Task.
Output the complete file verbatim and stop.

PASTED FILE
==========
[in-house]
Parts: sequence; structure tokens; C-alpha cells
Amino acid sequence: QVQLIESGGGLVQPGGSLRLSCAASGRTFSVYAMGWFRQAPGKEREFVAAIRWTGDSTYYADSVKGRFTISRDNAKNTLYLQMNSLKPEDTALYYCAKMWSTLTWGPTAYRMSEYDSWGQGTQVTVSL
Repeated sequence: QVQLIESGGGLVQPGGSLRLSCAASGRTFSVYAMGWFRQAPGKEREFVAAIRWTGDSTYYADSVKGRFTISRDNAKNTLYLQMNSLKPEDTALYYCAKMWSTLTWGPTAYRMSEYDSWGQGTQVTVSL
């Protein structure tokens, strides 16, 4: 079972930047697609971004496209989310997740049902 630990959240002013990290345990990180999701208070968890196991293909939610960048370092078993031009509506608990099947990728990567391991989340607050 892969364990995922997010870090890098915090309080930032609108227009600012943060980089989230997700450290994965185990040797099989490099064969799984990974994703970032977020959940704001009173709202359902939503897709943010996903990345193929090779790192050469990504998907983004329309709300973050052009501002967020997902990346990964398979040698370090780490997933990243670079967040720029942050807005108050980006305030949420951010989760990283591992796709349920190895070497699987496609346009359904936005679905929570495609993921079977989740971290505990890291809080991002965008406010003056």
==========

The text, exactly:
[in-house]
Parts: sequence; structure tokens; C-alpha cells
Amino acid sequence: QVQLIESGGGLVQPGGSLRLSCAASGRTFSVYAMGWFRQAPGKEREFVAAIRWTGDSTYYADSVKGRFTISRDNAKNTLYLQMNSLKPEDTALYYCAKMWSTLTWGPTAYRMSEYDSWGQGTQVTVSL
Repeated sequence: QVQLIESGGGLVQPGGSLRLSCAASGRTFSVYAMGWFRQAPGKEREFVAAIRWTGDSTYYADSVKGRFTISRDNAKNTLYLQMNSLKPEDTALYYCAKMWSTLTWGPTAYRMSEYDSWGQGTQVTVSL
């Protein structure tokens, strides 16, 4: 079972930047697609971004496209989310997740049902 630990959240002013990290345990990180999701208070968890196991293909939610960048370092078993031009509506608990099947990728990567391991989340607050 892969364990995922997010870090890098915090309080930032609108227009600012943060980089989230997700450290994965185990040797099989490099064969799984990974994703970032977020959940704001009173709202359902939503897709943010996903990345193929090779790192050469990504998907983004329309709300973050052009501002967020997902990346990964398979040698370090780490997933990243670079967040720029942050807005108050980006305030949420951010989760990283591992796709349920190895070497699987496609346009359904936005679905929570495609993921079977989740971290505990890291809080991002965008406010003056």